Taking this exercise one step further, what do you think this means for the provider, health care system or patient as it relates to literacy related to health issues? Well, my review of the studies suggest that other factors – experience with a health system, cultural and language factors, age  and “how the provider” communicates with the patient/ family will also predict the level of one’s  health literacy and if not addressed will lead to the following:

  1. Misunderstanding instructions, prescriptions, appointments
  2. Mistakes in taking the medication properly
  3. Excess hospitalizations due to inability to recognize what the disease of dementia does, and how it interferes with self management of other chronic illnesses the patient may have
  4. Poor health outcomes like elevated blood pressures or blood sugar

Patients don’t need to find a health coach – YOU are the Coach! Just like a coach trains his/her athletes, I really believe that physicians and their staff need to step in as coaches. We should not only talk to our patient different but “coach” the family member about the patient’s health and action plan. Coaching is an active process so here is what I suggest:

Use the teach back method – it works! Ask the patient and family member if you explained it well and to restate it in their own words.

Visually present information to patients – it works!

  • Draw out as much as can or obtain a map. Including a map of where a patient may need to go to get a test done or obtain a service both in the clinic or hospital and/ or the community
  • Show a picture of a medication in color so they know what the medicine looks like and then talk about “why” they are taking it and what condition the medicine is treating. (high blood pressure)

Make your office staff and you a safe shame free environment – it works!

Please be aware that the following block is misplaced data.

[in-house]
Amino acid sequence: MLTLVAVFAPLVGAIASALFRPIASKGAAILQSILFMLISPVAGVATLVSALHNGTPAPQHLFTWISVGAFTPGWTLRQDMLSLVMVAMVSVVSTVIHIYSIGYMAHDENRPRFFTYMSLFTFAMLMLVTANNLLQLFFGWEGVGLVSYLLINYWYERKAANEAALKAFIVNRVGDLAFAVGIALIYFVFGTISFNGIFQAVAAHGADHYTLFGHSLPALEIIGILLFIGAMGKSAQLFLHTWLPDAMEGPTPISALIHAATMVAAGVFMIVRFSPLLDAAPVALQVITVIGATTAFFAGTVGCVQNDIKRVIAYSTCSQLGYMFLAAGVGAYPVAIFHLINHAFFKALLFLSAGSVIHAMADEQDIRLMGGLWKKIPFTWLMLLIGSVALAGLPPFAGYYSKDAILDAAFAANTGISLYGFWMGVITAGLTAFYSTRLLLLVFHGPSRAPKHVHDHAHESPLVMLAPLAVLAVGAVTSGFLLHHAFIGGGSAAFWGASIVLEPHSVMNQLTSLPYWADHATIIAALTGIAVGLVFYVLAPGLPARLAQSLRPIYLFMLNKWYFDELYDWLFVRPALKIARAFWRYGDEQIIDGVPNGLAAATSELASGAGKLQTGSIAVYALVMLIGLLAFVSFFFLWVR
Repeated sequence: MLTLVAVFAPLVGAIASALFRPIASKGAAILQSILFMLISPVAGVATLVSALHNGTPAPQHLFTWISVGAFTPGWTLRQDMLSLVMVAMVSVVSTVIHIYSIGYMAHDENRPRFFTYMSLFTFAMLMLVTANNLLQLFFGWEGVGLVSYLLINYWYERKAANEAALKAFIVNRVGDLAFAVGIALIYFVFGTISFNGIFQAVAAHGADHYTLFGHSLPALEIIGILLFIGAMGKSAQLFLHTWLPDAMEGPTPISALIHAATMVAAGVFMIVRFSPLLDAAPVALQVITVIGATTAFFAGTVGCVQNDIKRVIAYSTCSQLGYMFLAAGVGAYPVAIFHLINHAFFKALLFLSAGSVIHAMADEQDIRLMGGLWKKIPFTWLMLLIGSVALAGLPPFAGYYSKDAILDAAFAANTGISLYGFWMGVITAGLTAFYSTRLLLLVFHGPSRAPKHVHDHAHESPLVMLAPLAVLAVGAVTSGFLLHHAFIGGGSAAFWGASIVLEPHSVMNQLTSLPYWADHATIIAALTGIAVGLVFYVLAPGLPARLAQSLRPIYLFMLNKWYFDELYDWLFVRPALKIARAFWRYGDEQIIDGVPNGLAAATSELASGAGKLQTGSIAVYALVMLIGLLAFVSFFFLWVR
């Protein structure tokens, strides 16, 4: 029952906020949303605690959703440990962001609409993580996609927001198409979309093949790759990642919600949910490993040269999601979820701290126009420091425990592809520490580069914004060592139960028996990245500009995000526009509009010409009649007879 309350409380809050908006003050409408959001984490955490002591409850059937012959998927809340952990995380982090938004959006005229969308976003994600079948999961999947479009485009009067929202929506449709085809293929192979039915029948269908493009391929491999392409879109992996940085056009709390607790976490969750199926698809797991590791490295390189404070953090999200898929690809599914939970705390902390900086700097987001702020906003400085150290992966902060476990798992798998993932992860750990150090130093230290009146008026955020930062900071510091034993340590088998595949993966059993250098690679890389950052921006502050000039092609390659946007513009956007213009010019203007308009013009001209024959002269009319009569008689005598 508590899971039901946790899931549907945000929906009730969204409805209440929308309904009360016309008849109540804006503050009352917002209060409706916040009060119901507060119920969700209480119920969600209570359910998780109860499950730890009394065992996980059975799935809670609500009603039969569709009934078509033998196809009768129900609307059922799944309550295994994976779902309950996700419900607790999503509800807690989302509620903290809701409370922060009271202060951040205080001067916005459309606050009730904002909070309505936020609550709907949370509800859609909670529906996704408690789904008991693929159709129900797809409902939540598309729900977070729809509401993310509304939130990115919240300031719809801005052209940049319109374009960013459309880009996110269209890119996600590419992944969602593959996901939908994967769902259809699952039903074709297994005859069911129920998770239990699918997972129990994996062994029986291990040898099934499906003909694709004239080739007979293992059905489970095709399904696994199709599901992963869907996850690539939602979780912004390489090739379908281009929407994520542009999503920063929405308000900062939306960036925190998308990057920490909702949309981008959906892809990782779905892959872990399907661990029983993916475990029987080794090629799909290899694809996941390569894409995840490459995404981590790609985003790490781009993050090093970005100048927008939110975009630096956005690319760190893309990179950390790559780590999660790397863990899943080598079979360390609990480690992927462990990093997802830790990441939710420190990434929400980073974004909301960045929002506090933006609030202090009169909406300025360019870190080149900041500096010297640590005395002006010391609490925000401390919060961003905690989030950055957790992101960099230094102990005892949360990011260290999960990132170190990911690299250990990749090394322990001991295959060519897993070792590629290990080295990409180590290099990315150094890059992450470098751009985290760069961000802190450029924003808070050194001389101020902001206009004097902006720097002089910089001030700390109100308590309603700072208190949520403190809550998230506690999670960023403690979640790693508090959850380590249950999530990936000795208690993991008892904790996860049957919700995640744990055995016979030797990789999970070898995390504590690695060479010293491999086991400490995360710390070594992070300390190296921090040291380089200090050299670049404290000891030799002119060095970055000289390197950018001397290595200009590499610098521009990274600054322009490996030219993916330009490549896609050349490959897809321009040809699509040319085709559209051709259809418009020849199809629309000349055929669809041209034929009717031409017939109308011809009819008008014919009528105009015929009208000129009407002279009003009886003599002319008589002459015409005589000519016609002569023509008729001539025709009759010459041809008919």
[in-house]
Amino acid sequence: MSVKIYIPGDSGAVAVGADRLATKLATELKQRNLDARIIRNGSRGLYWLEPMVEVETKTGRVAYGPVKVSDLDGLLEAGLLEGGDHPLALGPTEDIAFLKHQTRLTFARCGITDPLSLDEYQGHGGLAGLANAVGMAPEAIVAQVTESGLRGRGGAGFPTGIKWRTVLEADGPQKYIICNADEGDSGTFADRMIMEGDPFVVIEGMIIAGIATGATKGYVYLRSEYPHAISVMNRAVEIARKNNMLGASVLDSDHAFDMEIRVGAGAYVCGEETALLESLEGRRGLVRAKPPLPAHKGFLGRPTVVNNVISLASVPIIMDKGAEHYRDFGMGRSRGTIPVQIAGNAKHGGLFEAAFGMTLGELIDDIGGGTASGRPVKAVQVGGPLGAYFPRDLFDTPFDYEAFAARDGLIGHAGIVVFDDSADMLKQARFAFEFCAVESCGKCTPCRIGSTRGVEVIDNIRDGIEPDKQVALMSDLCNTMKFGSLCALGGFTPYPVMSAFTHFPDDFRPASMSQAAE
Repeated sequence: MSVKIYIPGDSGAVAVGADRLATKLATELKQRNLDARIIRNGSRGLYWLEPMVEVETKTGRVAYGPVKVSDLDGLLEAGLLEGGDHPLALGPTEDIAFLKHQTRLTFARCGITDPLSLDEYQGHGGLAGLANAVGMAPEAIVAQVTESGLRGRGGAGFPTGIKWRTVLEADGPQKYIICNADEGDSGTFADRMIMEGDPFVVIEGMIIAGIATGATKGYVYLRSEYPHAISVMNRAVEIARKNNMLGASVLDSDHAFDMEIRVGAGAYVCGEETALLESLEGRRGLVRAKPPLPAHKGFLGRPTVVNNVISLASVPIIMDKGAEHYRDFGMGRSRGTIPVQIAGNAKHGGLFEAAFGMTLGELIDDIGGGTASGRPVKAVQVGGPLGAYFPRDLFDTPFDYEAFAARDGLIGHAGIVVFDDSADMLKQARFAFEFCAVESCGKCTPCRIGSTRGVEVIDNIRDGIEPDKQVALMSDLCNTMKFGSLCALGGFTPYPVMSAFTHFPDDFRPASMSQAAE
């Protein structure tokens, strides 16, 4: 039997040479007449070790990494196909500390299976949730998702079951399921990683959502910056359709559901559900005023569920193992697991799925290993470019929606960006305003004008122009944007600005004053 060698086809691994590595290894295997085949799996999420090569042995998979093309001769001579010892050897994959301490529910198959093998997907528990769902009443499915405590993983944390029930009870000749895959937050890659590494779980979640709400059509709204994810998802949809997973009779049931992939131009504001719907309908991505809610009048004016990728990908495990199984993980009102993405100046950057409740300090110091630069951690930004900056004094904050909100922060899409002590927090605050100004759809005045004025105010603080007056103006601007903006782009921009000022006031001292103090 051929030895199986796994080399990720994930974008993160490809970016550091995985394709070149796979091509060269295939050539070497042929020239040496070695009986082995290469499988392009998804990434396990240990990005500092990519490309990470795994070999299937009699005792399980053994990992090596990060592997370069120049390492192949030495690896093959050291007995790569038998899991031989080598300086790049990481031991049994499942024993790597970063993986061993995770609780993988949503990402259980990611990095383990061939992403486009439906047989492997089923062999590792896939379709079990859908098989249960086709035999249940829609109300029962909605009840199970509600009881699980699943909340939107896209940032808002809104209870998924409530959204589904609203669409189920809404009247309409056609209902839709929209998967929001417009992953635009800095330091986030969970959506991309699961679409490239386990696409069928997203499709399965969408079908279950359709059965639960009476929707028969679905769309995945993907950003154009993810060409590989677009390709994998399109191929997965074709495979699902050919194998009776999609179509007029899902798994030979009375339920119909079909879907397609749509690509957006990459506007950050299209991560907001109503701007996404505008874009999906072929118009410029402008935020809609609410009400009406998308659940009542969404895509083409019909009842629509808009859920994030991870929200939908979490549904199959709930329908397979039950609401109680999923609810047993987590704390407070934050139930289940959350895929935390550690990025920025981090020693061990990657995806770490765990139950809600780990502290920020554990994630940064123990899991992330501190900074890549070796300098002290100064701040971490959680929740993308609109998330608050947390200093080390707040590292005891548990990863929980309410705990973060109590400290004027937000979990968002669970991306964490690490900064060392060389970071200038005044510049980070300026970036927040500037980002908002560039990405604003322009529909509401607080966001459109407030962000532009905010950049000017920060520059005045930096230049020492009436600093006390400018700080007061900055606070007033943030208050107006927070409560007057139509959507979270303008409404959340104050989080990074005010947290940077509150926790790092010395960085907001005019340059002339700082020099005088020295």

• Listen first, ask before you advise
  • Give the patient time to respond
  • ASK patient how they want information communicated to them. Hand outs, pictures, pamphlets, videos, I have become a huge fan of YouTube and other videos.

 

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Author
  • Neelum T. Aggarwal, MD

Neelum T. Aggarwal, MD is a cognitive neurologist, clinical trialist and researcher in the field of population health and aging. She is Senior Neurologist for the Rush Alzheimer’s Disease Center Clinical Core in Chicago; Director of Research and founder of the Cardiology Cognitive Clinic at the Rush Heart Center for Women, and an Associate Professor at Rush University Medical Center. She is the co-principal investigator for the PCORI grant: Community Engagement for Early Recognition and Immediate Action in Stroke (CEERIAS) study, which addresses socioeconomic, race/ethnicity and sex and gender disparities in stroke awareness, barriers to health care access, treatments and outcomes in Chicago’s minority communities.

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Author
  • Neelum T. Aggarwal, MD

Neelum T. Aggarwal, MD is a cognitive neurologist, clinical trialist and researcher in the field of population health and aging. She is Senior Neurologist for the Rush Alzheimer’s Disease Center Clinical Core in Chicago; Director of Research and founder of the Cardiology Cognitive Clinic at the Rush Heart Center for Women, and an Associate Professor at Rush University Medical Center. She is the co-principal investigator for the PCORI grant: Community Engagement for Early Recognition and Immediate Action in Stroke (CEERIAS) study, which addresses socioeconomic, race/ethnicity and sex and gender disparities in stroke awareness, barriers to health care access, treatments and outcomes in Chicago’s minority communities.